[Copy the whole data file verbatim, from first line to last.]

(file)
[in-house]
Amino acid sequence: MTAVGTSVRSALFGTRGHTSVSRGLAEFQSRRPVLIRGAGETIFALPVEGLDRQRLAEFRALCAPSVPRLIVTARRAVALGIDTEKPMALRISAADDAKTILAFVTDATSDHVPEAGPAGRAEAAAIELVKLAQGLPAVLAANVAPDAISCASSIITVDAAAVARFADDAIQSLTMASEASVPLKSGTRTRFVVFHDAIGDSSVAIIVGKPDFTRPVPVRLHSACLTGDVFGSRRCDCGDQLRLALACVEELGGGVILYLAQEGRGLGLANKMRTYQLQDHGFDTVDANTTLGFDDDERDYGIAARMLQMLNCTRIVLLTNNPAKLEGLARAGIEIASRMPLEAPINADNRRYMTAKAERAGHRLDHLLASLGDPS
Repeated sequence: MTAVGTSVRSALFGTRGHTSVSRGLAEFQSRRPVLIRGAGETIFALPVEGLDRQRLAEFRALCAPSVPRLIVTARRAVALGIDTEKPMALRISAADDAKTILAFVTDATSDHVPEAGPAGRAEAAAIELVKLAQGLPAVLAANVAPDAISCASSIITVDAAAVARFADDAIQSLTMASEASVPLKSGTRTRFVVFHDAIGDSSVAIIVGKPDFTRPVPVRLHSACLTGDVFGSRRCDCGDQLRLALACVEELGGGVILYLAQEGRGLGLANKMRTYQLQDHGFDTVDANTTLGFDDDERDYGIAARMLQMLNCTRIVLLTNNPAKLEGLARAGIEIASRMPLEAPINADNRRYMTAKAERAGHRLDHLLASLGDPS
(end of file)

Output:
[in-house]
Amino acid sequence: MTAVGTSVRSALFGTRGHTSVSRGLAEFQSRRPVLIRGAGETIFALPVEGLDRQRLAEFRALCAPSVPRLIVTARRAVALGIDTEKPMALRISAADDAKTILAFVTDATSDHVPEAGPAGRAEAAAIELVKLAQGLPAVLAANVAPDAISCASSIITVDAAAVARFADDAIQSLTMASEASVPLKSGTRTRFVVFHDAIGDSSVAIIVGKPDFTRPVPVRLHSACLTGDVFGSRRCDCGDQLRLALACVEELGGGVILYLAQEGRGLGLANKMRTYQLQDHGFDTVDANTTLGFDDDERDYGIAARMLQMLNCTRIVLLTNNPAKLEGLARAGIEIASRMPLEAPINADNRRYMTAKAERAGHRLDHLLASLGDPS
Repeated sequence: MTAVGTSVRSALFGTRGHTSVSRGLAEFQSRRPVLIRGAGETIFALPVEGLDRQRLAEFRALCAPSVPRLIVTARRAVALGIDTEKPMALRISAADDAKTILAFVTDATSDHVPEAGPAGRAEAAAIELVKLAQGLPAVLAANVAPDAISCASSIITVDAAAVARFADDAIQSLTMASEASVPLKSGTRTRFVVFHDAIGDSSVAIIVGKPDFTRPVPVRLHSACLTGDVFGSRRCDCGDQLRLALACVEELGGGVILYLAQEGRGLGLANKMRTYQLQDHGFDTVDANTTLGFDDDERDYGIAARMLQMLNCTRIVLLTNNPAKLEGLARAGIEIASRMPLEAPINADNRRYMTAKAERAGHRLDHLLASLGDPS